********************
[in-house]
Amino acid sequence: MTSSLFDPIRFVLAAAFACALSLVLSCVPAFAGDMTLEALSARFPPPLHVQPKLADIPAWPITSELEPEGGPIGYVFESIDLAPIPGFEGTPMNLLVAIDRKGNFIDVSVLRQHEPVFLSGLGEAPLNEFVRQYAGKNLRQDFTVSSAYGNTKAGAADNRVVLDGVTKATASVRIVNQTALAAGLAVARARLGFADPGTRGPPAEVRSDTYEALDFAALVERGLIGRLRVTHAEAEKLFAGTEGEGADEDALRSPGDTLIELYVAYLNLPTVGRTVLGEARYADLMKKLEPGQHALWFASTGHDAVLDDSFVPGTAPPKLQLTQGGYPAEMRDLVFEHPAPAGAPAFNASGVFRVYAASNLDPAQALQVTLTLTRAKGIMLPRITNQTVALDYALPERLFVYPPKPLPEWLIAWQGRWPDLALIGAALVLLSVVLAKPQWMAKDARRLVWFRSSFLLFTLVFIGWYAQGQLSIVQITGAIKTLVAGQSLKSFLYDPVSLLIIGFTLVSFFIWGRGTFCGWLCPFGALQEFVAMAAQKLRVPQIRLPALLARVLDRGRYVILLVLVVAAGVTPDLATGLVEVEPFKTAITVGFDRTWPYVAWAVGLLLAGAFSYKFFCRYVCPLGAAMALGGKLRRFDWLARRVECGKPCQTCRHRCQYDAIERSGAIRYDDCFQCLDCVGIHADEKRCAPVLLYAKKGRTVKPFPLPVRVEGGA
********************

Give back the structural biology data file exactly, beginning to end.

[in-house]
Amino acid sequence: MTSSLFDPIRFVLAAAFACALSLVLSCVPAFAGDMTLEALSARFPPPLHVQPKLADIPAWPITSELEPEGGPIGYVFESIDLAPIPGFEGTPMNLLVAIDRKGNFIDVSVLRQHEPVFLSGLGEAPLNEFVRQYAGKNLRQDFTVSSAYGNTKAGAADNRVVLDGVTKATASVRIVNQTALAAGLAVARARLGFADPGTRGPPAEVRSDTYEALDFAALVERGLIGRLRVTHAEAEKLFAGTEGEGADEDALRSPGDTLIELYVAYLNLPTVGRTVLGEARYADLMKKLEPGQHALWFASTGHDAVLDDSFVPGTAPPKLQLTQGGYPAEMRDLVFEHPAPAGAPAFNASGVFRVYAASNLDPAQALQVTLTLTRAKGIMLPRITNQTVALDYALPERLFVYPPKPLPEWLIAWQGRWPDLALIGAALVLLSVVLAKPQWMAKDARRLVWFRSSFLLFTLVFIGWYAQGQLSIVQITGAIKTLVAGQSLKSFLYDPVSLLIIGFTLVSFFIWGRGTFCGWLCPFGALQEFVAMAAQKLRVPQIRLPALLARVLDRGRYVILLVLVVAAGVTPDLATGLVEVEPFKTAITVGFDRTWPYVAWAVGLLLAGAFSYKFFCRYVCPLGAAMALGGKLRRFDWLARRVECGKPCQTCRHRCQYDAIERSGAIRYDDCFQCLDCVGIHADEKRCAPVLLYAKKGRTVKPFPLPVRVEGGA